The textured grips found on the controller is certainly a plus as well, giving you more control by keeping the controller firmly in your grasp, even in sweaty conditions. Oh, and the textured grips on the rear handles are actually deeper than the Dualsense of the PlayStation 5, which is actually preferred, but that’s up to individual preferences. The Xbox Wireless Controller continues its use of AA batteries instead of an internal battery. You can theoretically use the Xbox rechargeable battery kit, and the new USB-C port allows for potentially faster charging.

Of course, you are here for the games and not the menu. In that regard, the Xbox Series X is certainly a beast of its own. The 12.1 teraflops of computing power should theoretically allow for 4K and 60fps performances for all games. While it remains to be seen just how it stacks up against the PlayStation 5 for third-party games, the difference in power can be seen in the current offerings.

The Xbox Series X does offer the option of 120fps, which will certainly please a part of the fanbase. You would have to have the equipment to enjoy gaming at 120Hz, but the option is there, which is nice.

Similar to the competition, the speed of the internal drive in the Xbox Series X is without a doubt the star of the show. The 1TB NVMe SSD drive cuts down loading times for backwards compatible games significantly. 

As a comparison, running Halo 5 took just 25 seconds to get us into the action, while State of Decay 2 needed only 30 seconds for the zombies to invade. The stark difference between an Xbox Series X and an Xbox One X makes it impossible to go back to current-gen consoles. The SSD will spoil players when it comes to loading screens.

Considering that the Quick Resume feature is part of the package, you can instantly change your mind between games. You do not even have to sit through the nonexistent loading, just make the switch and pick up right where you left off. This is as close to plug and play of the previous generations but in 2020.

Better yet, all the power and the speed do not come with the annoying noise from ventilation. The Xbox Series X is incredibly quiet, even when games are pushing 4K at 60fps. Even the heat dissipation sees improvement, which will ease the minds of many consumers.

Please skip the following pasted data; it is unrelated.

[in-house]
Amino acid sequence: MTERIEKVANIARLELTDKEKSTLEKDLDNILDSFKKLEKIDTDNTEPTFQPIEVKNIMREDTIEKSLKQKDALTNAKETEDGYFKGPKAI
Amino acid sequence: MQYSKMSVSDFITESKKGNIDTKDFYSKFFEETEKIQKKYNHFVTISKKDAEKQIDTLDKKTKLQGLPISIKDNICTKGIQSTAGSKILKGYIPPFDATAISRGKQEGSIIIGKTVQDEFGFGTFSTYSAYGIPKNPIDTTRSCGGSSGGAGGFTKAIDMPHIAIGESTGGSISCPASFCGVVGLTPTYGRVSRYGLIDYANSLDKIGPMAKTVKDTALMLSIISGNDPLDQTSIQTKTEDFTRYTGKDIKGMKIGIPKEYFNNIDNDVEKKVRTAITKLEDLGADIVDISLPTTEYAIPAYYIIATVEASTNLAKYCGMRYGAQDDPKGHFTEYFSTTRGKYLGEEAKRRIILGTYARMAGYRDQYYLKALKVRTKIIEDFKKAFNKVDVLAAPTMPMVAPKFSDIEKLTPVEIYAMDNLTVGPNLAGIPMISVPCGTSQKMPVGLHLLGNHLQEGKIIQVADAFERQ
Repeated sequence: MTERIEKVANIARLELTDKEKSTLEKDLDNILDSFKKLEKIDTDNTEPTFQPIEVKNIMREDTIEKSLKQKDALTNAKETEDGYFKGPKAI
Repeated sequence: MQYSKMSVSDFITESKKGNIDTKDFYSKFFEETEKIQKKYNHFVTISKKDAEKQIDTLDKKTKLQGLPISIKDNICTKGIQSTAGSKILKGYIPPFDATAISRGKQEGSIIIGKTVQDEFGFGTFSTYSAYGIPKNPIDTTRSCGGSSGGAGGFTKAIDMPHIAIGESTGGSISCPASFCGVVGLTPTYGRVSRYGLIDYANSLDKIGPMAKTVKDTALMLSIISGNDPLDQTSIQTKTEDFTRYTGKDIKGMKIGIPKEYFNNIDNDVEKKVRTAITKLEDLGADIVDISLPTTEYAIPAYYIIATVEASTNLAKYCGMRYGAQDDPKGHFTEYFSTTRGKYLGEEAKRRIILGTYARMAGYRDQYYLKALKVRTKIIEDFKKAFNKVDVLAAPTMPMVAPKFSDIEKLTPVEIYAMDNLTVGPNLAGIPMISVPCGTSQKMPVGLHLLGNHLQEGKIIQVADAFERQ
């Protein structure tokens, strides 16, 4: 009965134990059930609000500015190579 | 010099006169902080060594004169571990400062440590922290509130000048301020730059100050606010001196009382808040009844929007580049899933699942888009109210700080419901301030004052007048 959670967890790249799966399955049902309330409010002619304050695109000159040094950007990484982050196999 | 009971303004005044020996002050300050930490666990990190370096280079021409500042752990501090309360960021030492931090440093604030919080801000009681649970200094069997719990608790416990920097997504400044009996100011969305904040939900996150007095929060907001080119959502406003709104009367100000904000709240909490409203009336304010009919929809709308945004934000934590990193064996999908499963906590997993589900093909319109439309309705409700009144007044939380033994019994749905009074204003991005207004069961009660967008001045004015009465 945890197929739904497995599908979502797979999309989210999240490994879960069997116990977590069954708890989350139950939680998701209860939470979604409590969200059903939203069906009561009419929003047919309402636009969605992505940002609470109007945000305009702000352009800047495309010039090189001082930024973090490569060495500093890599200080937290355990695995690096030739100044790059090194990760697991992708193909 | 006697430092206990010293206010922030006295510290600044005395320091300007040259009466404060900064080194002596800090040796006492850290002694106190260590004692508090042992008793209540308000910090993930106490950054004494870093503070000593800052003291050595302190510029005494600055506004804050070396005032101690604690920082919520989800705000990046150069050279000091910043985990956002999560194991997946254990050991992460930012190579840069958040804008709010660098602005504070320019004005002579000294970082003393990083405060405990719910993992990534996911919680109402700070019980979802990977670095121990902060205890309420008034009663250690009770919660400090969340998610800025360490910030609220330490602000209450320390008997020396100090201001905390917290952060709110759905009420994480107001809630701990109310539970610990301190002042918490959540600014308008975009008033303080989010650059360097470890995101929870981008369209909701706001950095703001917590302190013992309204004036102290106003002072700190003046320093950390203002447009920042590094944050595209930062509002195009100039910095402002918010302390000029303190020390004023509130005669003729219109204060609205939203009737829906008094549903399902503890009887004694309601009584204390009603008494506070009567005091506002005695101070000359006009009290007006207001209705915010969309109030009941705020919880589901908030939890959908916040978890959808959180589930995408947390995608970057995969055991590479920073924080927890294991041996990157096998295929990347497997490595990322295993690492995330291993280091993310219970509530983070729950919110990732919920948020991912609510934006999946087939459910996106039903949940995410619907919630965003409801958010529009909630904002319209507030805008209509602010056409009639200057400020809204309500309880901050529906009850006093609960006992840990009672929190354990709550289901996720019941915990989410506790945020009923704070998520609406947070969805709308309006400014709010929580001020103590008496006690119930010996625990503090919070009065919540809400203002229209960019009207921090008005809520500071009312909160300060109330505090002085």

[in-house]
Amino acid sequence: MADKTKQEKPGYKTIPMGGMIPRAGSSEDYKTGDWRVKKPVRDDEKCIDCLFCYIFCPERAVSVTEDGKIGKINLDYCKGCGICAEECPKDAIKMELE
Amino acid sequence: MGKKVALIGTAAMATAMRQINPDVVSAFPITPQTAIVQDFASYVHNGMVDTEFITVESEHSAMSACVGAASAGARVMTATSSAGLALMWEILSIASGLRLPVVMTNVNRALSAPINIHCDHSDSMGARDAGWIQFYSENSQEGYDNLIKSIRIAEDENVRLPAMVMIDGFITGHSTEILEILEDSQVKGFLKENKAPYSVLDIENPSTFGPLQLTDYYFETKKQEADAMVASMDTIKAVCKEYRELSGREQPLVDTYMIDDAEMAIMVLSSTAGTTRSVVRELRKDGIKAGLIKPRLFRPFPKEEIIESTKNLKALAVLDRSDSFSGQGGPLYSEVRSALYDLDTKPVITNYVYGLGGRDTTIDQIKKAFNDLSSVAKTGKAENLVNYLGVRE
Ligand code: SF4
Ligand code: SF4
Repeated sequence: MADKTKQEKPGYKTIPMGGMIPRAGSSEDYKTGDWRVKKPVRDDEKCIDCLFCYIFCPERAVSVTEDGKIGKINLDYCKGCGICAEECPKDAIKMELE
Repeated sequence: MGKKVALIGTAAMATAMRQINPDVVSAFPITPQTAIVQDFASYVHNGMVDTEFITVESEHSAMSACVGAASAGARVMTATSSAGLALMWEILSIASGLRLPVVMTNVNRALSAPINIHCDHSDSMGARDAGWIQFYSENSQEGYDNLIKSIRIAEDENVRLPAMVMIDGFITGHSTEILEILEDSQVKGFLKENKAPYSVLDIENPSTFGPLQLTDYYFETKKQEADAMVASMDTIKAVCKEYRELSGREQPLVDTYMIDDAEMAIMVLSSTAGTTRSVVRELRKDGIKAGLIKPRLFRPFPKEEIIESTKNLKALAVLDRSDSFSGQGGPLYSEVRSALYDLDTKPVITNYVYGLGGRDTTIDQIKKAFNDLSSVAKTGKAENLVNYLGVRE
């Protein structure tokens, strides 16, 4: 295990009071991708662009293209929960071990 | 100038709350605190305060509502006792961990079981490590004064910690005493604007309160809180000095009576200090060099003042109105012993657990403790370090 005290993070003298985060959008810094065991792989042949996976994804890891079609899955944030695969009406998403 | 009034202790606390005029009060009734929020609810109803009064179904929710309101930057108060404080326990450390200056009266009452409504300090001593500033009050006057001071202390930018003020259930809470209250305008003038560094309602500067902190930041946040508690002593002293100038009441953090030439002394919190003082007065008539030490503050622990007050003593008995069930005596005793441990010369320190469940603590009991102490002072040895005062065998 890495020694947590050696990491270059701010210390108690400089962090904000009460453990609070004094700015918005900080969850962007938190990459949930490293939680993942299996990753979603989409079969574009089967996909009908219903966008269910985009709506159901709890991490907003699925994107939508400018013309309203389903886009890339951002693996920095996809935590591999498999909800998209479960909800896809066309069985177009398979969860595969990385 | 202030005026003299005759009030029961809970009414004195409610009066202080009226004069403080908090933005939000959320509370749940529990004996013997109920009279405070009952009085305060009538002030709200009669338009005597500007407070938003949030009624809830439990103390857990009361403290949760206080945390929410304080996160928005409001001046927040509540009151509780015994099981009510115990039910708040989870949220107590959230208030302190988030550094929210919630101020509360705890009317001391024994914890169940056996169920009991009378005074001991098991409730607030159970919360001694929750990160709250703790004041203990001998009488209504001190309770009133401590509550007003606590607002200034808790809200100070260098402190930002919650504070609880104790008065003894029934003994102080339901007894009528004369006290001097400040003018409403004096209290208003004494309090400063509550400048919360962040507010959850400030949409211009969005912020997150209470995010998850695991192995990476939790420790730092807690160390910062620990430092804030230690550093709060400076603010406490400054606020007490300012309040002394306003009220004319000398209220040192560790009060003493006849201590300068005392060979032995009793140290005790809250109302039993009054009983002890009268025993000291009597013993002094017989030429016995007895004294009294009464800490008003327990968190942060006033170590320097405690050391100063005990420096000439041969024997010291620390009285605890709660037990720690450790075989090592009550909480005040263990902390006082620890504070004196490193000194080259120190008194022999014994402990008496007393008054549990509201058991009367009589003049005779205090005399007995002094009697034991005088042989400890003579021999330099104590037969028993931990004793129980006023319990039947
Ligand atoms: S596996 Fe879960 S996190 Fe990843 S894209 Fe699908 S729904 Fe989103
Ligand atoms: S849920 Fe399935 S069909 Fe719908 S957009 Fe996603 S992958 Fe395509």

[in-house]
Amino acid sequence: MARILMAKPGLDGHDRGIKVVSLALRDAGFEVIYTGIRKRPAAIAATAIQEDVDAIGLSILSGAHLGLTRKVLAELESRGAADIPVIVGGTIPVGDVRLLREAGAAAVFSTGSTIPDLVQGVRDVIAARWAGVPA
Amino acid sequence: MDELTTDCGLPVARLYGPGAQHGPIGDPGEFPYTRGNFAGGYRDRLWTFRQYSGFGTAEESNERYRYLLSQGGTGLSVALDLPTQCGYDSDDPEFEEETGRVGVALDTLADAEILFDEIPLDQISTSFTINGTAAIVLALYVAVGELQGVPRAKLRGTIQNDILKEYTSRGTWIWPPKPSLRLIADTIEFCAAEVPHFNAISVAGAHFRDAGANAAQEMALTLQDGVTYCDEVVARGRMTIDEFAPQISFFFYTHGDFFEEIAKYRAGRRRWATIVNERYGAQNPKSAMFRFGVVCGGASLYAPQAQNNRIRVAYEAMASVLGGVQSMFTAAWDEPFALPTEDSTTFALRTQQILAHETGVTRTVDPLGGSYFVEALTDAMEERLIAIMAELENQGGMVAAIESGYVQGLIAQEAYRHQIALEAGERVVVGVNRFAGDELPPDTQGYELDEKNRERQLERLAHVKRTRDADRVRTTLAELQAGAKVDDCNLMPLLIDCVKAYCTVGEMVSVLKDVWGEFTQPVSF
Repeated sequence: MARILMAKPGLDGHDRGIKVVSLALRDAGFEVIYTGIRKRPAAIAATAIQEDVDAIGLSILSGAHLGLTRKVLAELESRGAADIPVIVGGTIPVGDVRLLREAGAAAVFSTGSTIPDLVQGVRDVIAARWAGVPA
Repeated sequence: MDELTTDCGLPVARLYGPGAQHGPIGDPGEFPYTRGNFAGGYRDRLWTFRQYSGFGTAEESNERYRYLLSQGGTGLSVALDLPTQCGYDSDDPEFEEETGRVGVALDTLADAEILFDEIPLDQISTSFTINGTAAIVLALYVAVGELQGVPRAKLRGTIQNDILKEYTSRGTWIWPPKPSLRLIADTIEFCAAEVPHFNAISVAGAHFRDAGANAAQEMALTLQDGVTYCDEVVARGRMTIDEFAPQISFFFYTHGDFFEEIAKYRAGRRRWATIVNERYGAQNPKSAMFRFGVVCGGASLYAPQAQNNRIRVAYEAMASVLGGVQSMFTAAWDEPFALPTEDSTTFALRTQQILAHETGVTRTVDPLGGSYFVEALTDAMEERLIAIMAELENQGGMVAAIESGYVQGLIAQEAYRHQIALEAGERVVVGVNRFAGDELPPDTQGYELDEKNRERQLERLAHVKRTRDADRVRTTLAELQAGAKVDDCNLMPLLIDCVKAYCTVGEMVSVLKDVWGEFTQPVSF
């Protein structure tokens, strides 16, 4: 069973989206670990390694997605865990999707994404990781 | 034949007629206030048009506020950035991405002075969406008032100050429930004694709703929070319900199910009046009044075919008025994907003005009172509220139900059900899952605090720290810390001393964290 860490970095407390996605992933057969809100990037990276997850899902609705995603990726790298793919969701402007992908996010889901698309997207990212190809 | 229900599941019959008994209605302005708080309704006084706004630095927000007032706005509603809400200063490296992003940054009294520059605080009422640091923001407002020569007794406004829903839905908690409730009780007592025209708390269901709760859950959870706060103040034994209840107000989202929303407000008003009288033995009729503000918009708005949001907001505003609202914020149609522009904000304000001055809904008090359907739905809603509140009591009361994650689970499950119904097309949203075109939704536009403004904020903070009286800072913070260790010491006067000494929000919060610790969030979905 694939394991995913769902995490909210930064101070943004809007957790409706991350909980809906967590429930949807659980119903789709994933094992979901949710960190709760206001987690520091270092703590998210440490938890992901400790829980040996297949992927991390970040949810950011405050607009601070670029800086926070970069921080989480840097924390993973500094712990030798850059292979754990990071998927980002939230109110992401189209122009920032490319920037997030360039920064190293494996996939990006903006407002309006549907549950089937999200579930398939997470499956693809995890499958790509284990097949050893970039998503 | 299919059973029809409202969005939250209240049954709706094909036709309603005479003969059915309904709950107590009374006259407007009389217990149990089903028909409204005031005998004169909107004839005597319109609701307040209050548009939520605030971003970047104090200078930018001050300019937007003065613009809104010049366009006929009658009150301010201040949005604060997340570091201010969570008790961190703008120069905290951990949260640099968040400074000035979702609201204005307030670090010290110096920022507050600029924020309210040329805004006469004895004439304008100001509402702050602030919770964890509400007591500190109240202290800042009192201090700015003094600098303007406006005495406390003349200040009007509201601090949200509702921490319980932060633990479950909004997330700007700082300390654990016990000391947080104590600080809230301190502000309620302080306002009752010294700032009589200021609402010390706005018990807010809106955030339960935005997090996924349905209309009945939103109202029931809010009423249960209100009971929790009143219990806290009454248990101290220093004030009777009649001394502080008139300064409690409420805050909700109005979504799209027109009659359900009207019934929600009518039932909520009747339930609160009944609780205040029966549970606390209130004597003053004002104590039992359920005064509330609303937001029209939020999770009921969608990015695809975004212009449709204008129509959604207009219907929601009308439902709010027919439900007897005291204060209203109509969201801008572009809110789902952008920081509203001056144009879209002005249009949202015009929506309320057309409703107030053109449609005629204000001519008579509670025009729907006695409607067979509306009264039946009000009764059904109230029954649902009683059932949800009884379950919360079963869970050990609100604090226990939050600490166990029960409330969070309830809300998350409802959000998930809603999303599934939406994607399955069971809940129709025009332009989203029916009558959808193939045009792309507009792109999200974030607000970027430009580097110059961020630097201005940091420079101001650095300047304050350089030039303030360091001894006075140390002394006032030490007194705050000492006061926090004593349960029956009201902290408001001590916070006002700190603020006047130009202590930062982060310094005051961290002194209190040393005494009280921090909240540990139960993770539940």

Unfortunately, the Xbox Series X suffers from not having a showcase title for its big entrance. The delay of Halo Infinite did the launch no favours, and exclusives are few and far between. The decision of Microsoft to continue supporting the Xbox One for the next two years is commendable, but it would also likely mean exclusives will be pegged back. You can just expect the Xbox Series X versions to be better looking and quicker. 

However, if you are looking at a vast library of games untouched, or had the foresight to get an Xbox Game Pass subscription, you will be experiencing all that at unprecedented levels of speed and performance. Smart Delivery also means you will be able to get the best version of games such as Assassin’s Creed Valhalla on your Xbox Series X. If you are looking for a shiny new game to show off your shiny new box, though, no such luck.

With the Xbox Series X making its stand with all its features, all we need next are games. It is nice to have some familiarity to the console, even down to the hardware backwards compatibility, but we still need new and exciting games to truly understand what the console can bring. Patience is a virtue, they say, and it is something you must have if you go for the Xbox Series X.



A quiet, powerful beast that makes gaming an absolute joy, but it needs new and must-play games to justify its existence.

  • Aesthetics - 8/10
  • Build Quality - 9/10
  • Performance - 9/10
  • Value - 8/10
  • Geek Satisfaction - 8/10